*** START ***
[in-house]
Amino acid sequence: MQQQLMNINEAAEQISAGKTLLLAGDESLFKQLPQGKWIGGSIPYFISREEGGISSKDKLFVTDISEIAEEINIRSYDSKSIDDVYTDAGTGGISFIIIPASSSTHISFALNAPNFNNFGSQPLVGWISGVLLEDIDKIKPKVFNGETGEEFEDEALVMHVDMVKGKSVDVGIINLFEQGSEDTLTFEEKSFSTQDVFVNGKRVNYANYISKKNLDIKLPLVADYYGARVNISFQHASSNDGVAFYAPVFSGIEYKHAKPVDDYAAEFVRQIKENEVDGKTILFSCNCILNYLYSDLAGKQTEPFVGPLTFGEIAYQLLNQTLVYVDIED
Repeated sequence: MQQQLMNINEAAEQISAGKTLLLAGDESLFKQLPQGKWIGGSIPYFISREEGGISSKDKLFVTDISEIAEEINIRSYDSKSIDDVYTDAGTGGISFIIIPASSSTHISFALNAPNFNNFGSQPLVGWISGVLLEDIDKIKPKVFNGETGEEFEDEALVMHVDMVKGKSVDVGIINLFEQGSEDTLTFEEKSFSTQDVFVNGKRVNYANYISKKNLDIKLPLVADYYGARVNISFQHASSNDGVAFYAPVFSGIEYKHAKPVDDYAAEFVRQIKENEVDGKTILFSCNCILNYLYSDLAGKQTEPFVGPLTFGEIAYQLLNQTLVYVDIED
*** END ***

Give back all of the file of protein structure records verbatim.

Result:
[in-house]
Amino acid sequence: MQQQLMNINEAAEQISAGKTLLLAGDESLFKQLPQGKWIGGSIPYFISREEGGISSKDKLFVTDISEIAEEINIRSYDSKSIDDVYTDAGTGGISFIIIPASSSTHISFALNAPNFNNFGSQPLVGWISGVLLEDIDKIKPKVFNGETGEEFEDEALVMHVDMVKGKSVDVGIINLFEQGSEDTLTFEEKSFSTQDVFVNGKRVNYANYISKKNLDIKLPLVADYYGARVNISFQHASSNDGVAFYAPVFSGIEYKHAKPVDDYAAEFVRQIKENEVDGKTILFSCNCILNYLYSDLAGKQTEPFVGPLTFGEIAYQLLNQTLVYVDIED
Repeated sequence: MQQQLMNINEAAEQISAGKTLLLAGDESLFKQLPQGKWIGGSIPYFISREEGGISSKDKLFVTDISEIAEEINIRSYDSKSIDDVYTDAGTGGISFIIIPASSSTHISFALNAPNFNNFGSQPLVGWISGVLLEDIDKIKPKVFNGETGEEFEDEALVMHVDMVKGKSVDVGIINLFEQGSEDTLTFEEKSFSTQDVFVNGKRVNYANYISKKNLDIKLPLVADYYGARVNISFQHASSNDGVAFYAPVFSGIEYKHAKPVDDYAAEFVRQIKENEVDGKTILFSCNCILNYLYSDLAGKQTEPFVGPLTFGEIAYQLLNQTLVYVDIED